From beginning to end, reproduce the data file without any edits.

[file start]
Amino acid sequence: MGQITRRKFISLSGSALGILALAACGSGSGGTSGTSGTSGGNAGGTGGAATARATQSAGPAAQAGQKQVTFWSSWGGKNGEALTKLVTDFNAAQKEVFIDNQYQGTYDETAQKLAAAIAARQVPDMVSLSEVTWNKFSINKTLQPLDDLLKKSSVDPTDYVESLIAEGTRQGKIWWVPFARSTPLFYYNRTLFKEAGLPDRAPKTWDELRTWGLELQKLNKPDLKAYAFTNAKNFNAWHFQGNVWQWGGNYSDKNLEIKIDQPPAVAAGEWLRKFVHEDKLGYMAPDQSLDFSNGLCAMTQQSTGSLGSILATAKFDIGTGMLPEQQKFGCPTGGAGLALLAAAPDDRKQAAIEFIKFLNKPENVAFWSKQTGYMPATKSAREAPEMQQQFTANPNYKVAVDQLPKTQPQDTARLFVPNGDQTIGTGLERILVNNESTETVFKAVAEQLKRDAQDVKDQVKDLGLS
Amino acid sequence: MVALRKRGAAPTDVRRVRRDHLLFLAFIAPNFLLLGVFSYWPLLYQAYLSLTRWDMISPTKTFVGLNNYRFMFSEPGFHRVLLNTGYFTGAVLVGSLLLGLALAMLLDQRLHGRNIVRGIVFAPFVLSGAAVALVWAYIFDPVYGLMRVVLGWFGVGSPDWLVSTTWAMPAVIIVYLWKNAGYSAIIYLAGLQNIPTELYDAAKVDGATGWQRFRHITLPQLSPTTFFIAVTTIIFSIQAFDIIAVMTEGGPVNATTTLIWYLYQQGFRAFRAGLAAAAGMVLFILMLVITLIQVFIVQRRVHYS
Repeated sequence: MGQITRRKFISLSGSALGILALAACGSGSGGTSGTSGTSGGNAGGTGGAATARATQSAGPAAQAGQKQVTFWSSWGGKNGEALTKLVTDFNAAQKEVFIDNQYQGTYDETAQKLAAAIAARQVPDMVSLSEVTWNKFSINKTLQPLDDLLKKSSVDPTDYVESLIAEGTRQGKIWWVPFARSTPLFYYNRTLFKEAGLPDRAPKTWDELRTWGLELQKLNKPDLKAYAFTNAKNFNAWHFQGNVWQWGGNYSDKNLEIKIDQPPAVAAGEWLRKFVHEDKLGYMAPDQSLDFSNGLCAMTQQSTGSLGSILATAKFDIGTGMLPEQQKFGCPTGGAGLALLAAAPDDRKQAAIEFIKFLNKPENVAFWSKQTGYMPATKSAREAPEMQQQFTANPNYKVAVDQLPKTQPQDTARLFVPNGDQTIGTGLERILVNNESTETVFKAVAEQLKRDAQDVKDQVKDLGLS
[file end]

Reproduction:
Amino acid sequence: MGQITRRKFISLSGSALGILALAACGSGSGGTSGTSGTSGGNAGGTGGAATARATQSAGPAAQAGQKQVTFWSSWGGKNGEALTKLVTDFNAAQKEVFIDNQYQGTYDETAQKLAAAIAARQVPDMVSLSEVTWNKFSINKTLQPLDDLLKKSSVDPTDYVESLIAEGTRQGKIWWVPFARSTPLFYYNRTLFKEAGLPDRAPKTWDELRTWGLELQKLNKPDLKAYAFTNAKNFNAWHFQGNVWQWGGNYSDKNLEIKIDQPPAVAAGEWLRKFVHEDKLGYMAPDQSLDFSNGLCAMTQQSTGSLGSILATAKFDIGTGMLPEQQKFGCPTGGAGLALLAAAPDDRKQAAIEFIKFLNKPENVAFWSKQTGYMPATKSAREAPEMQQQFTANPNYKVAVDQLPKTQPQDTARLFVPNGDQTIGTGLERILVNNESTETVFKAVAEQLKRDAQDVKDQVKDLGLS
Amino acid sequence: MVALRKRGAAPTDVRRVRRDHLLFLAFIAPNFLLLGVFSYWPLLYQAYLSLTRWDMISPTKTFVGLNNYRFMFSEPGFHRVLLNTGYFTGAVLVGSLLLGLALAMLLDQRLHGRNIVRGIVFAPFVLSGAAVALVWAYIFDPVYGLMRVVLGWFGVGSPDWLVSTTWAMPAVIIVYLWKNAGYSAIIYLAGLQNIPTELYDAAKVDGATGWQRFRHITLPQLSPTTFFIAVTTIIFSIQAFDIIAVMTEGGPVNATTTLIWYLYQQGFRAFRAGLAAAAGMVLFILMLVITLIQVFIVQRRVHYS
Repeated sequence: MGQITRRKFISLSGSALGILALAACGSGSGGTSGTSGTSGGNAGGTGGAATARATQSAGPAAQAGQKQVTFWSSWGGKNGEALTKLVTDFNAAQKEVFIDNQYQGTYDETAQKLAAAIAARQVPDMVSLSEVTWNKFSINKTLQPLDDLLKKSSVDPTDYVESLIAEGTRQGKIWWVPFARSTPLFYYNRTLFKEAGLPDRAPKTWDELRTWGLELQKLNKPDLKAYAFTNAKNFNAWHFQGNVWQWGGNYSDKNLEIKIDQPPAVAAGEWLRKFVHEDKLGYMAPDQSLDFSNGLCAMTQQSTGSLGSILATAKFDIGTGMLPEQQKFGCPTGGAGLALLAAAPDDRKQAAIEFIKFLNKPENVAFWSKQTGYMPATKSAREAPEMQQQFTANPNYKVAVDQLPKTQPQDTARLFVPNGDQTIGTGLERILVNNESTETVFKAVAEQLKRDAQDVKDQVKDLGLS